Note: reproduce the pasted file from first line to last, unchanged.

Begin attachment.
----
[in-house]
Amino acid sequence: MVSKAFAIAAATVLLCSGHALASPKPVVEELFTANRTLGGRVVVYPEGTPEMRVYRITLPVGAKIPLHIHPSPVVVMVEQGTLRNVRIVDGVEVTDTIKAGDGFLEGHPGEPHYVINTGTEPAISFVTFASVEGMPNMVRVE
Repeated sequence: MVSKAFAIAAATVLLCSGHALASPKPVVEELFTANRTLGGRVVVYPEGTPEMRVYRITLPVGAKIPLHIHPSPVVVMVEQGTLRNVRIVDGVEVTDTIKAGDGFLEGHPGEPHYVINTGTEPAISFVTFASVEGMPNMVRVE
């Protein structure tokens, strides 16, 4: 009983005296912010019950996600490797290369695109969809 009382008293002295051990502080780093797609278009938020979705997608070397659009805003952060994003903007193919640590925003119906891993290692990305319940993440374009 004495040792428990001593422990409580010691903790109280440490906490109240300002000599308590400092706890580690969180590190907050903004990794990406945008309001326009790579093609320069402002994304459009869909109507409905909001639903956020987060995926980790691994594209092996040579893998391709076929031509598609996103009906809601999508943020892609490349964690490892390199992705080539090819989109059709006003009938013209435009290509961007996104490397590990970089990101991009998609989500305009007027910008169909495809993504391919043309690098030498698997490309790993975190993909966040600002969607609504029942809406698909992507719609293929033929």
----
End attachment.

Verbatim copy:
[in-house]
Amino acid sequence: MVSKAFAIAAATVLLCSGHALASPKPVVEELFTANRTLGGRVVVYPEGTPEMRVYRITLPVGAKIPLHIHPSPVVVMVEQGTLRNVRIVDGVEVTDTIKAGDGFLEGHPGEPHYVINTGTEPAISFVTFASVEGMPNMVRVE
Repeated sequence: MVSKAFAIAAATVLLCSGHALASPKPVVEELFTANRTLGGRVVVYPEGTPEMRVYRITLPVGAKIPLHIHPSPVVVMVEQGTLRNVRIVDGVEVTDTIKAGDGFLEGHPGEPHYVINTGTEPAISFVTFASVEGMPNMVRVE
């Protein structure tokens, strides 16, 4: 009983005296912010019950996600490797290369695109969809 009382008293002295051990502080780093797609278009938020979705997608070397659009805003952060994003903007193919640590925003119906891993290692990305319940993440374009 004495040792428990001593422990409580010691903790109280440490906490109240300002000599308590400092706890580690969180590190907050903004990794990406945008309001326009790579093609320069402002994304459009869909109507409905909001639903956020987060995926980790691994594209092996040579893998391709076929031509598609996103009906809601999508943020892609490349964690490892390199992705080539090819989109059709006003009938013209435009290509961007996104490397590990970089990101991009998609989500305009007027910008169909495809993504391919043309690098030498698997490309790993975190993909966040600002969607609504029942809406698909992507719609293929033929």